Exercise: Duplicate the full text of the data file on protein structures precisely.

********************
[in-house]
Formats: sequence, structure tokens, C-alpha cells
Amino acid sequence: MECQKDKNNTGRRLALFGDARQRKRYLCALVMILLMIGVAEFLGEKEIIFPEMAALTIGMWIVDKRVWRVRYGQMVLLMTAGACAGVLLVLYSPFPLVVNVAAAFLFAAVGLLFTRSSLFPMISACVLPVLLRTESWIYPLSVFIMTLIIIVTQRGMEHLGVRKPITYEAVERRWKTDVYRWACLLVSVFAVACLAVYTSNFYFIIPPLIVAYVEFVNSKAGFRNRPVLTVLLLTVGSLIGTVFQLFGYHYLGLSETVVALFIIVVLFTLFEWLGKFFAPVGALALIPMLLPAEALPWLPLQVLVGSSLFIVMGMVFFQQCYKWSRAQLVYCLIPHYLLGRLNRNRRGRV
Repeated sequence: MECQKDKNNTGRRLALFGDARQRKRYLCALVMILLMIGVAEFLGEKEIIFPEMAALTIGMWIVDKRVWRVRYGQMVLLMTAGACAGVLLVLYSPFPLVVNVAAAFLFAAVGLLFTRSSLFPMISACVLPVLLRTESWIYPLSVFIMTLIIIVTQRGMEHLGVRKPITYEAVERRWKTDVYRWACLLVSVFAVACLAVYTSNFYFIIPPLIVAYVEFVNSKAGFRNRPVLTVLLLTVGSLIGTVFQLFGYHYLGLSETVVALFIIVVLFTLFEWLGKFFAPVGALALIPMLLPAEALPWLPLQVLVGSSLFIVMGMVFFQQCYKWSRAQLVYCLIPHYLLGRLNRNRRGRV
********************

[in-house]
Formats: sequence, structure tokens, C-alpha cells
Amino acid sequence: MECQKDKNNTGRRLALFGDARQRKRYLCALVMILLMIGVAEFLGEKEIIFPEMAALTIGMWIVDKRVWRVRYGQMVLLMTAGACAGVLLVLYSPFPLVVNVAAAFLFAAVGLLFTRSSLFPMISACVLPVLLRTESWIYPLSVFIMTLIIIVTQRGMEHLGVRKPITYEAVERRWKTDVYRWACLLVSVFAVACLAVYTSNFYFIIPPLIVAYVEFVNSKAGFRNRPVLTVLLLTVGSLIGTVFQLFGYHYLGLSETVVALFIIVVLFTLFEWLGKFFAPVGALALIPMLLPAEALPWLPLQVLVGSSLFIVMGMVFFQQCYKWSRAQLVYCLIPHYLLGRLNRNRRGRV
Repeated sequence: MECQKDKNNTGRRLALFGDARQRKRYLCALVMILLMIGVAEFLGEKEIIFPEMAALTIGMWIVDKRVWRVRYGQMVLLMTAGACAGVLLVLYSPFPLVVNVAAAFLFAAVGLLFTRSSLFPMISACVLPVLLRTESWIYPLSVFIMTLIIIVTQRGMEHLGVRKPITYEAVERRWKTDVYRWACLLVSVFAVACLAVYTSNFYFIIPPLIVAYVEFVNSKAGFRNRPVLTVLLLTVGSLIGTVFQLFGYHYLGLSETVVALFIIVVLFTLFEWLGKFFAPVGALALIPMLLPAEALPWLPLQVLVGSSLFIVMGMVFFQQCYKWSRAQLVYCLIPHYLLGRLNRNRRGRV